If your monitoring is seeing a bunch of
django.db.utils:OperationalError errors with the message
"Deadlock found when trying to get lock;", it can often be fixed by using decorators to exempt particular views from Django’s implicit request-level transaction. This PR shows how to do this for both function and class-based views:
But please read the rest of this post before making a PR to fix one of these…
Studio and the LMS run with
ATOMIC_REQUESTS enabled by default. This means that Django will implicitly open a database transaction at the start of a request and commit it at the end of request processing. But this can cause issues when slow, concurrent requests are trying to update the same row.
As an example, say a request spends most of its time processing and rendering courseware but also updates a row somewhere to record the most recent course this user was active in. It’s going slowly for some reason–maybe it’s a particularly expensive problem type, or maybe the system is just under load and being slow for other reasons. So the student hits reload or clicks a button a few extra times. Now there are multiple requests out there that are probably slow for the same underlying reason, but are now also trying to get lock on the same row that is being updated in the first request’s transaction (which hasn’t closed yet).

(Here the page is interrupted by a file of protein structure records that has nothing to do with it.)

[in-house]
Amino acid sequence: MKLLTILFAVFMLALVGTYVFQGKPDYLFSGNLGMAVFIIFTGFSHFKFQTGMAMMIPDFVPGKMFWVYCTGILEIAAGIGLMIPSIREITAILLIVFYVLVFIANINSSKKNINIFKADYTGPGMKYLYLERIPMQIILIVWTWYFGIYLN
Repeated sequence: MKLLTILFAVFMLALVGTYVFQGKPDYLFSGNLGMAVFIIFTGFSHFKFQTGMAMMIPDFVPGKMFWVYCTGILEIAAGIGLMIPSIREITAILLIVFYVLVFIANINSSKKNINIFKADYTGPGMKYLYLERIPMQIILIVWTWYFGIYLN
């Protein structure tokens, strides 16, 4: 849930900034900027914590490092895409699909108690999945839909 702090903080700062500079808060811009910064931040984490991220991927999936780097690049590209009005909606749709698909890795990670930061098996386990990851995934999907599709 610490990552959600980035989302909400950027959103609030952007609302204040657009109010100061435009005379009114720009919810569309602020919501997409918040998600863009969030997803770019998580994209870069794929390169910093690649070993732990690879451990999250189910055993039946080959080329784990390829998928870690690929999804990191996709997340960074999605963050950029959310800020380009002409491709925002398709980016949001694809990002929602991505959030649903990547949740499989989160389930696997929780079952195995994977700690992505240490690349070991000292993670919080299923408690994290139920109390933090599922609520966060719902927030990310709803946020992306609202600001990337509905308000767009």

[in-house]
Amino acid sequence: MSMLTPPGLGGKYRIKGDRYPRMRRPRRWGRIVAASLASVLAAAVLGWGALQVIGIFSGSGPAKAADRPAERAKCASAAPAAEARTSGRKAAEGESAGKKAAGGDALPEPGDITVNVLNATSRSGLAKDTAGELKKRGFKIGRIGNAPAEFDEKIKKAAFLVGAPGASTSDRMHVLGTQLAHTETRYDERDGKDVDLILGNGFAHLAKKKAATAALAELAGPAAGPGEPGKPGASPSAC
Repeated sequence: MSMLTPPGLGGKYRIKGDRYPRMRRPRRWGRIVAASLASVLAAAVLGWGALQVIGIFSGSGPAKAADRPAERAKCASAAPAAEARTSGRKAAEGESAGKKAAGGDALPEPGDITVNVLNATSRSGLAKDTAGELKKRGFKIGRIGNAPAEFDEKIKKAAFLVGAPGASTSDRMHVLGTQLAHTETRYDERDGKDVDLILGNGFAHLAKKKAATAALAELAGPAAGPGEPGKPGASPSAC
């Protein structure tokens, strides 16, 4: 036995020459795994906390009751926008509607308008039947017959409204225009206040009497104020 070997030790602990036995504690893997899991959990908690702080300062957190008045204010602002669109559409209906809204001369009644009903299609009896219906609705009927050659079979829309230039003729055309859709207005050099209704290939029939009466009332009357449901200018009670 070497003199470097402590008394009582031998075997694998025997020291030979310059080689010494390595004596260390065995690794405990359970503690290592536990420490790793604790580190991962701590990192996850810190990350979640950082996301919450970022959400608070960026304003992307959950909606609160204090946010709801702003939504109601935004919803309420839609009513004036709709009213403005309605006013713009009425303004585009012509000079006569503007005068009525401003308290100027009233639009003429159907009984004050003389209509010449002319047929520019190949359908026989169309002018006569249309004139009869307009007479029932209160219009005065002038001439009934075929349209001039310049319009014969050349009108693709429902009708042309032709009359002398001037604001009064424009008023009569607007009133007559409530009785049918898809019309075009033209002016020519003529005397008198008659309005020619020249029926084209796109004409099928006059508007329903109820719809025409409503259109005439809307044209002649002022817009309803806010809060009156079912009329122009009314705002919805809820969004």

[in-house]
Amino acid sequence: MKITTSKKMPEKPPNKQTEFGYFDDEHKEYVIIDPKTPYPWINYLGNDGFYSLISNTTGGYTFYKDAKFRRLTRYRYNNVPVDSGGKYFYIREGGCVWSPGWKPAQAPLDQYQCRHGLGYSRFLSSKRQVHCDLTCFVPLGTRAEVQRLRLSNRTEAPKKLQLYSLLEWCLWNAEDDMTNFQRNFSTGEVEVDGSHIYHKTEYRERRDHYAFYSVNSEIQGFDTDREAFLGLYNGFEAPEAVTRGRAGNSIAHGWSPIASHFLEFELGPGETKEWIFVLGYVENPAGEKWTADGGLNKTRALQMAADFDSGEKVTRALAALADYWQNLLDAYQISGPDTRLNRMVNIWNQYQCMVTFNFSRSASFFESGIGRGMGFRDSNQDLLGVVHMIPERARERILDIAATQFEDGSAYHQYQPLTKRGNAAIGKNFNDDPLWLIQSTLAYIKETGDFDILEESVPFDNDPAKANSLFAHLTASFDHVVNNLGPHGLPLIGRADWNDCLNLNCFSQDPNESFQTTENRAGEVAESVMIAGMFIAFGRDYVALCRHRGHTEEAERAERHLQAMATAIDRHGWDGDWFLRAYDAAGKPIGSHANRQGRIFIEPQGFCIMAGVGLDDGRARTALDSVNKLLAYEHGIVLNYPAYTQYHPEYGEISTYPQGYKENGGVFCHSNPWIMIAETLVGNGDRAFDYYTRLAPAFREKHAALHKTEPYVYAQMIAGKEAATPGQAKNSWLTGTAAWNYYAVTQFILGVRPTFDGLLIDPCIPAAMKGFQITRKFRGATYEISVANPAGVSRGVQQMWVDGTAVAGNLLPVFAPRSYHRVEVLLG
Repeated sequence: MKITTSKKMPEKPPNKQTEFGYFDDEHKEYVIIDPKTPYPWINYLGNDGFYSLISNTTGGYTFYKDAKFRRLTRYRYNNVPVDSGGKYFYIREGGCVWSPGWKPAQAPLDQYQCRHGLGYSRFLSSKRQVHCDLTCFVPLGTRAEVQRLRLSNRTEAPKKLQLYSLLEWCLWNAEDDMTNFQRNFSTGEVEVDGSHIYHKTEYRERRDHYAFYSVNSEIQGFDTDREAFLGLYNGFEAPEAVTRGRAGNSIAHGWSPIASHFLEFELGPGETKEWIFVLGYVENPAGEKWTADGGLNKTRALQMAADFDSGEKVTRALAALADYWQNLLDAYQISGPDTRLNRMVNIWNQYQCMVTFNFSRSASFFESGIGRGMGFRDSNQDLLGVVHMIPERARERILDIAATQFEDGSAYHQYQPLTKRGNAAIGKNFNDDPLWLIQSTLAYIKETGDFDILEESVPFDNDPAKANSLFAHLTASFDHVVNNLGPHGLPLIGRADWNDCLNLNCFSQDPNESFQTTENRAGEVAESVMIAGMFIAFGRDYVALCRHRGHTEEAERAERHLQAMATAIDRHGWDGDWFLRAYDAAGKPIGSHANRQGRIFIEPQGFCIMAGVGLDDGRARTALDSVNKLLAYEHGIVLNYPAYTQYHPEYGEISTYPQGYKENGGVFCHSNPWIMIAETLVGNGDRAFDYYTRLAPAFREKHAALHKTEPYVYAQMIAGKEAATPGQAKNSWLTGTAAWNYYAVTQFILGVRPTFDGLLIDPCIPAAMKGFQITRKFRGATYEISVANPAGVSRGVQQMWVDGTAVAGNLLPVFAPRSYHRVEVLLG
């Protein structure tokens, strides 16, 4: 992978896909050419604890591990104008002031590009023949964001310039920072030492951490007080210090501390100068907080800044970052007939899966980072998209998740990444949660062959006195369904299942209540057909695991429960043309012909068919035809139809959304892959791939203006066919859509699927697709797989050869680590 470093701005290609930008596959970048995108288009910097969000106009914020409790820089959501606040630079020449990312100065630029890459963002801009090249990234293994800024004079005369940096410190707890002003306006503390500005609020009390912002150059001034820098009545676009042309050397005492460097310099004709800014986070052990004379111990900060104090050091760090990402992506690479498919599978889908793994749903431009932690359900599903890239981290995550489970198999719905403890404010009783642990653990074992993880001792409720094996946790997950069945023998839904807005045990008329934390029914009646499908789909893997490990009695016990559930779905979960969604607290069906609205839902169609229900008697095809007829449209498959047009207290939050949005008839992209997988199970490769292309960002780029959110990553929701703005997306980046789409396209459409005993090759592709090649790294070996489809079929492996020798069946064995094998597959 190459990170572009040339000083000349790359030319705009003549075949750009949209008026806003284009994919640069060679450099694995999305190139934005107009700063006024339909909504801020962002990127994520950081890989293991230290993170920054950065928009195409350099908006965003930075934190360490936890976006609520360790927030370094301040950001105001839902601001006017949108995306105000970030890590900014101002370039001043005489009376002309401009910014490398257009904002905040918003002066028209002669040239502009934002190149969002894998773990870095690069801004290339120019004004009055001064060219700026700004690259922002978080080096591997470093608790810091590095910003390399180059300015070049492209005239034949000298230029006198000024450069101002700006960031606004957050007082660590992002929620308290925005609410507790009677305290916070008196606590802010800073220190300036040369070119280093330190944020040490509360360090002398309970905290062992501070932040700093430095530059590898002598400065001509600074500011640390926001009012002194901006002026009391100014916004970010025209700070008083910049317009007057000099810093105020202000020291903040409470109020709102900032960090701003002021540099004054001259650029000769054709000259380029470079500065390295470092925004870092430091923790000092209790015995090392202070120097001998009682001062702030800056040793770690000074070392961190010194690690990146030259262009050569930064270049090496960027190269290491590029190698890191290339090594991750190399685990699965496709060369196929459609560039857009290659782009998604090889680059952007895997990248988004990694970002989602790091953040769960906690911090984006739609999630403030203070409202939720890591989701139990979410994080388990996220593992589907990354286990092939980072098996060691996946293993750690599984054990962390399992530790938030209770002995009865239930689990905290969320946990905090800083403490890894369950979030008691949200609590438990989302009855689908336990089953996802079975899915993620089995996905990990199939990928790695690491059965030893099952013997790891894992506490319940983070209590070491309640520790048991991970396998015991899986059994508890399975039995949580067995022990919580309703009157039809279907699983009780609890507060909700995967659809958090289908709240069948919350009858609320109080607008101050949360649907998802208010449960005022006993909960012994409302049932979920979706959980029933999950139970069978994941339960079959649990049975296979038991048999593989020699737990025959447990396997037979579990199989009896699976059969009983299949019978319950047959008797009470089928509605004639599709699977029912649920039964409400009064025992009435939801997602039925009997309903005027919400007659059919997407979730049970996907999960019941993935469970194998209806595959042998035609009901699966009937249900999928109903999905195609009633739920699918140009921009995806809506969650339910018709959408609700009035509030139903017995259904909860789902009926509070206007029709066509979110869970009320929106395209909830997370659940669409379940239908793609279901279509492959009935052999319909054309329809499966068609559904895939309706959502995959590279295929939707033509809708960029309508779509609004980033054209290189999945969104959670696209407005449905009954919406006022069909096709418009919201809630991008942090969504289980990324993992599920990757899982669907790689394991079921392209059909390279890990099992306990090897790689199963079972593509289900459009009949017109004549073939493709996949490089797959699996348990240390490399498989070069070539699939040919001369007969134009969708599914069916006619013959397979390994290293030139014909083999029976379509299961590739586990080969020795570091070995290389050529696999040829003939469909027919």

We used it way back when because it was easy to enable, and it usually does the thing you expect–i.e. keeping you from shooting yourself in the foot with inconsistent state because your request died halfway through the data you’re updating.
The Right Thing to Do is to use transactions manually, in a much more thoughtful way than we do generally. Our apps are pretty inconsistent about this, but some of the newer ones wrap important operations in explicit transactions.
Because it’s quite likely things will break in non-obvious, slowly data-corrupting ways, and it’s difficult to set aside time to test that across the large set of code that is edx-platform and the other apps it installs.
You’ll want to examine the view to figure out what it’s actually deadlocking on (which will be in the error message). If it’s doing something important, like creating an enrollment, purchasing something, etc.– then yes, it can be dangerous to do so, and you’ll need to think it through carefully. But this more commonly shows up in things that are either only changing a single row, or where the result is just not that sensitive (e.g. “most recently used course”).